It can take up to three years to truly embed values into your organisation’s DNA. There will be times of acceleration and stagnancy unless properly managed. Often organisations go on a little sprint up front, get some feel good data and then think JOB DONE. But we know from our experience that even leaders can forget the intention let alone the actual words of the values they created ages ago. So how do we ensure values endure.


1. Hold Leaders to Account. Set each of the leadership team a values related objective around how they will breathe life into them and ensure they are given feedback if they fall short of being a values ambassador. If it slips at the top that behavioural norm will cascade down.
2. Leader as story teller. Keep refreshing the stories. Get the leaders to integrate values based stories into their communication. Find the stories from lots of different sources. Feature a specific value each month.
3. Keep it fresh. Update the largescale visuals as the stories are refreshed.
4. Plug the values in. Lead each meeting with a discussion of that month’s value, and have each department make suggestions as to what it can do to exemplify that value.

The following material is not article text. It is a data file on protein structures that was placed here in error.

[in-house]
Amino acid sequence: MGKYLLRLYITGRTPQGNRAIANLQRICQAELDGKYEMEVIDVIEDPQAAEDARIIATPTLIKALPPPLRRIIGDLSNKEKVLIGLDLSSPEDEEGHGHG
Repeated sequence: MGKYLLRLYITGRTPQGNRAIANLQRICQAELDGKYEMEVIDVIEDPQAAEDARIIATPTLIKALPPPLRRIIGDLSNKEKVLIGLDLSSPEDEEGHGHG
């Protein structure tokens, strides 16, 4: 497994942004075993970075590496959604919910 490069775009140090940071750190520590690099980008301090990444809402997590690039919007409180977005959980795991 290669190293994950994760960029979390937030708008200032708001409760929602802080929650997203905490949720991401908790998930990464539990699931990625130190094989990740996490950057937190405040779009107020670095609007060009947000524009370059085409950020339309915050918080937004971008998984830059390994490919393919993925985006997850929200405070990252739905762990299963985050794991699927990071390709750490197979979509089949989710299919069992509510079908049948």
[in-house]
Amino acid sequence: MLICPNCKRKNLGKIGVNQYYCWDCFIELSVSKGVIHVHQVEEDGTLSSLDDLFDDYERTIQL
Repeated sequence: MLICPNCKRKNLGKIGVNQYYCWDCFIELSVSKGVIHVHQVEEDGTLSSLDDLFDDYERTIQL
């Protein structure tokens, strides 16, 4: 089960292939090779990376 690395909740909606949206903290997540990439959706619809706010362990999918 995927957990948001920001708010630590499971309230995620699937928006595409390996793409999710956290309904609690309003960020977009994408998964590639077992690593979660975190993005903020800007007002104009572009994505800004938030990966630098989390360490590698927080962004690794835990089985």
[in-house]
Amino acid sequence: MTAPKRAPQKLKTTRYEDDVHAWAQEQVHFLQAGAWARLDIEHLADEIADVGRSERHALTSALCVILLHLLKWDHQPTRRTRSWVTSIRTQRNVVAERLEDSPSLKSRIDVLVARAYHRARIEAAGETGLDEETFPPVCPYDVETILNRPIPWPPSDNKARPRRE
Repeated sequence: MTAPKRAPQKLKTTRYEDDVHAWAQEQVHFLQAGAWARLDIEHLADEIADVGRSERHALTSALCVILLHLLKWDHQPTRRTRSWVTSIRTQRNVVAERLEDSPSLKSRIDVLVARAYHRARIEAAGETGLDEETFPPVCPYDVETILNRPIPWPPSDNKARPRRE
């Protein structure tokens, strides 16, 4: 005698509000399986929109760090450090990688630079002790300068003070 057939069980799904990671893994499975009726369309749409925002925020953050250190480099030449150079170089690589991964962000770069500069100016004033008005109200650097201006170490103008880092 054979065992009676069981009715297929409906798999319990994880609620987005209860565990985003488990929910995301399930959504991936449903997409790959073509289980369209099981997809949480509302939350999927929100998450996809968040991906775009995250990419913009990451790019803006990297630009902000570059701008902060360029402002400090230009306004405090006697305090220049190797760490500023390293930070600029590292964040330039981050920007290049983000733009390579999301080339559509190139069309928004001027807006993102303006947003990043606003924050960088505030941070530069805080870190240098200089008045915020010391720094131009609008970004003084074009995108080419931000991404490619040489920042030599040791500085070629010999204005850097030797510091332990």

5. Liberate the champions. Set up a network of Values Champions who could be responsible for a promoting the values for a fixed period of time, eg. one year. Give them free rein as to how they will champion that value and support their suggestions,
recommendations, etc.
6. Values based training. Work with your training providers to ensure they are a role model for the values and that they integrate values into their training.
7. Loud and proud. Print your values on T-shirts, on a plaque in your Reception area, in your employee newsletter and on your website (intranet and internet).
8. Make it fun. Have values-related theme days, quizzes and competitions – when people are enjoying themselves, learning improves
9. Gold Medals. Hold yearly Values Roadshows, recognise the accomplishments of the Values Champions and highlight any noteworthy achievements.